That is what we practice. We go home and allow ourselves to be embraced, allow our suffering to be embraced by ourselves. We take care of ourselves.
When we hear the chanting for the second time, we are aware that the people around us have suffering also. We can communicate with them.
And then, when we hear the chanting for the third time, we know that in the world people suffer very much. And we want to be in communication with them. We want to be something or to do something in order to help the world to suffer less.
The practice is to allow ourselves to be here. Not to be taken away, pulled away by our thinking. Because if we sit here thinking, our thinking will take us elsewhere. That is why it is very important to stop thinking. Just to focus our attention on the chanting. And you are with the chanting.
You are breathing in, breathing out, and you stay with the chanting. So there is only the breathing in, breathing out, and the chanting.
And our mind can stop thinking. We just feel the energy – the collective energy of the sangha. The energy of mindfulness, the energy of compassion generated by the chanting. And we allow our body to be relaxed and to be open, so that the collective energy of the sangha can penetrate into our body. This is very important. Not to think. Just to feel.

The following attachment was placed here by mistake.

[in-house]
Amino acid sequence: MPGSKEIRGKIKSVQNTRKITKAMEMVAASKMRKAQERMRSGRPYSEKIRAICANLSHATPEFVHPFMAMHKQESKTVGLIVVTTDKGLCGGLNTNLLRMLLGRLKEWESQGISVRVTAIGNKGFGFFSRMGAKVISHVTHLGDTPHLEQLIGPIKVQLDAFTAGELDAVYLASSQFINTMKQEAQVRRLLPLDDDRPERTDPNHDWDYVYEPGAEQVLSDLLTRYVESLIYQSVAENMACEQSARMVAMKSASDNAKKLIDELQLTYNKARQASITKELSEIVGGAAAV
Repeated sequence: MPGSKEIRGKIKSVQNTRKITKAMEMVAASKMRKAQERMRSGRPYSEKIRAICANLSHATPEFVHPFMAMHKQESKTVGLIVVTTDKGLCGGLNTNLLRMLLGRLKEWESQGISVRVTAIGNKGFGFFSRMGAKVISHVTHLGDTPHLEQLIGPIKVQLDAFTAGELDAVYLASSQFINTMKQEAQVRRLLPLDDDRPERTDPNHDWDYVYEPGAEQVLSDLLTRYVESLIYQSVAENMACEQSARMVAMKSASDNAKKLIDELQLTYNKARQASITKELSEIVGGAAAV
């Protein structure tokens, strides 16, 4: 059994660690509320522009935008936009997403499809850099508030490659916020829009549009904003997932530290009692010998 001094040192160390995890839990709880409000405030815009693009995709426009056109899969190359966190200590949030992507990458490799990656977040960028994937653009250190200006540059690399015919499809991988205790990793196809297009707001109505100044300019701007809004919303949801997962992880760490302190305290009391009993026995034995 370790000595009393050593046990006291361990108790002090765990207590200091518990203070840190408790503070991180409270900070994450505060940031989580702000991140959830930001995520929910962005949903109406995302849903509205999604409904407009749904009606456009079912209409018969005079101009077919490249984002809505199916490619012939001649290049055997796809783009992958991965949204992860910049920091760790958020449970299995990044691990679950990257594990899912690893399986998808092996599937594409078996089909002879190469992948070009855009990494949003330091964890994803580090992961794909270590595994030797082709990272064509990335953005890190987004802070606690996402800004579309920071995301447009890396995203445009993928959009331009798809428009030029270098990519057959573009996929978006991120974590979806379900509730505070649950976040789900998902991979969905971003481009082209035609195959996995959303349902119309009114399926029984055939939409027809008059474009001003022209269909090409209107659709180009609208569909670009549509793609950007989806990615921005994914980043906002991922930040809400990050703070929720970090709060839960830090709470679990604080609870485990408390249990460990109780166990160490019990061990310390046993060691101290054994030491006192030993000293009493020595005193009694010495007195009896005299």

Open our body and allow the energy of mindfulness and compassion to penetrate into our body. We can do that. And if we can do that, then a few minutes later there will be a change. The tension in our body, the pain in our body will go away. Because we allow our body and our mind to be embraced by the collective energy of mindfulness, of compassion, generated by the chanting.
Chanting is not exactly praying, no. Chanting is to touch the suffering [in order] to allow compassion and understanding to arise. And when we do that together, the collective energy of compassion and mindfulness will be great. If we sit here and allow ourselves to be embraced by that energy, we will suffer less in a few minutes.